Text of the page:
UnBooks:A Logical Interpretation of “Green Eggs and Ham"

From Uncyclopedia, the content-free encyclopedia

Jump to: navigation, search

hi I present to you fine people my award winning analysis of Dr. Seuss' most famous work known simply as "Green Eggs and Ham." I have grown tired of people interpreting this book wrong, so now I must present the proper meaning to everyone via the web in the full hope to destroy insolence.

edit Opening

I’m going to write a paper about how Dr. Seuss’ children’s book “Green Eggs and Ham” is a reference to white Americans unwillingness to accept blacks. I first noticed this after reading the book several times in an attempt to get a Guinness World Record™ for "longest time reading “Green Eggs and Ham” by Dr. Seuss continuously without going to sleep" – after browsing their other records I didn’t find the acceptance of my record to be entirely unbelievable. Anyway, the ham represents black people due to its connections with Africa, the eggs represent Asians, and the guy who doesn’t want any of the green eggs and ham represents white American society, and the fact that he loves the foods after he eats them illustrates that there are many advantages to getting along with blacks and Asians, so people should accept them.

edit The Meaning of the Book

Not far into the book we are able to notice that the main character, not Sam-I-Am but the other guy, claims that he does not like green eggs and ham, but he also says that he has never actually tried them. This shows the close-mindedness of white society and its inability to accept other, competing cultures. Now, I’m not one to say that black are better than white, because, quite frankly, they aren’t, but at the same time I think we should accept all people, even retards and blacks. Asians on the other hand, as represented by eggs, should never be pushed aside due to their high level of naturally born intelligence. I believe Dr. Seuss felt the same way and that’s why he made Asians to be represented by eggs as opposed to ham, used to represent blacks. You see, ham is a fitting representation for blacks because it is a strong, earthy food and eggs represent Asians because they are delicate and classy.

edit The Black Man and Ham

We know that colored folk are represented by ham because of ham’s ties with African culture. In French ham is known as jambon[1], and in food a French ham is known as delicious. This connection between French and ham brings us to our next connection, which will eventually bring us face first into our connection between the ham and negroes, but at this point you’re probably asking, “Why couldn’t he be talking about the French?” If you knew any history on Dr. Seuss you would know that he was from an American-German family and therefore, naturally, he hated the French, so he wouldn’t write a book that ended in the acceptance and love of the French by white, American society. You see, the French had a strong colonial presence in Africa during the 1800s, and Dr. Seuss likely knew this, so he decided that would be a good way to incorporate a reference to black people without being too blatant. We can make this assumption on the fact that Dr. Seuss went to Lincoln* College and enrolled in the humanities department[2], and history is a branch of the humanities.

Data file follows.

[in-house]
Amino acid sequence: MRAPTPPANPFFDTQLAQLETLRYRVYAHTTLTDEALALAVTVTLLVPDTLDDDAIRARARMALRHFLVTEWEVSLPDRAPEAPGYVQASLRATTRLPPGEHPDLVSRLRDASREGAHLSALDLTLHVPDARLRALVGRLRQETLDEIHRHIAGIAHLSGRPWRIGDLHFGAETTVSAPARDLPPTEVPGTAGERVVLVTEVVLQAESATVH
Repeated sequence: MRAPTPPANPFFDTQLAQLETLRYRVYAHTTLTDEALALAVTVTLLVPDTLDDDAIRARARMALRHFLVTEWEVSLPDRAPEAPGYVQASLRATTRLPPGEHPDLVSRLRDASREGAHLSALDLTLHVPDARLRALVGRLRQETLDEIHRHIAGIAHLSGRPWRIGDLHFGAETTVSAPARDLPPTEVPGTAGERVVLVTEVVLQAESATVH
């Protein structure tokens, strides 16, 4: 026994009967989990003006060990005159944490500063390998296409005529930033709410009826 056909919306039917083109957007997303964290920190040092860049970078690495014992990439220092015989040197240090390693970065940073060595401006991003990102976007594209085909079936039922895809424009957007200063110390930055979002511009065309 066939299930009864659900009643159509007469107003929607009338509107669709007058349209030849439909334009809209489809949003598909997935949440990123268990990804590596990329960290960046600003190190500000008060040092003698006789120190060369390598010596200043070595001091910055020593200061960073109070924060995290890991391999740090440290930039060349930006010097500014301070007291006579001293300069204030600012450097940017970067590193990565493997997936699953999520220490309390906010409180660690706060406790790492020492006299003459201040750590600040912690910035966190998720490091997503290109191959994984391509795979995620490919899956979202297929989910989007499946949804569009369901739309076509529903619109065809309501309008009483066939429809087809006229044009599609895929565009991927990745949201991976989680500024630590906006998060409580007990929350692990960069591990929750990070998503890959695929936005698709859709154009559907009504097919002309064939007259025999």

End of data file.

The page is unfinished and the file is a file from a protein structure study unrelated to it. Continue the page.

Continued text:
• Dr. Seuss actually went to Dartmouth College.

edit Connections Between Green and Black

We can further see the connection between this “green” ham and Africa through more modern problems in Asia. Because the color green is largely associated with sickness and the ham is green we can conclude that Seuss was saying the ham represented sick people. For nearly forever sickness has been plaguing Africa and what place contains more black people than Africa? The connection is quite obvious once we take this into account.

edit Asians and Eggs

The connection with Asians and eggs is just as unconventional and genius as Seuss’ connection between blacks and ham. The eggs are colored green and, along with sickness, green is often used to illustrate disgust. In a certain inferior part of Asia, a land that contains many Asians, there is a food composed of a boiled duckling egg with the embryo still intact called balut[3]. This food sounds disgusting, and due to the inferior Asians who eat it we can guess it is disgusting, so the connection is, again, quite obvious. Not only has Dr. Seuss included the greenness and egginess of the green eggs into a single way to reference the Asian people, but he has done it without making it to obvious to children, who most likely won’t know too much about the world. ==Conclusion==The reason Dr. Seuss wanted to keep the true meaning of his story hidden from children is because he didn’t want them to question their naturally born white powers over certain cultures, but he did want them to be able to look back when they were adults and go, “Hey, I think Dr. Seuss thinks we should accept a few different people (not the French), so let’s do that.” This is why he decided to use such vague references, but now that you have been illuminated into the deeper working of “Green Eggs and Ham” you too can say, “Hey, I think Dr. Seuss thinks we should accept a few different people (not the French), so let’s do that,” and do it.

edit Footnotes

^  1. Just check any French dictionary or translation site and you will see that I’m correct.
^  2. I found this here: http://en.wikipedia.org/wiki/Dr._Seuss
^  3. Information on balut can be found here: http://www.tagalog-dictionary.com/pateros/balut.htm

Personal tools
projects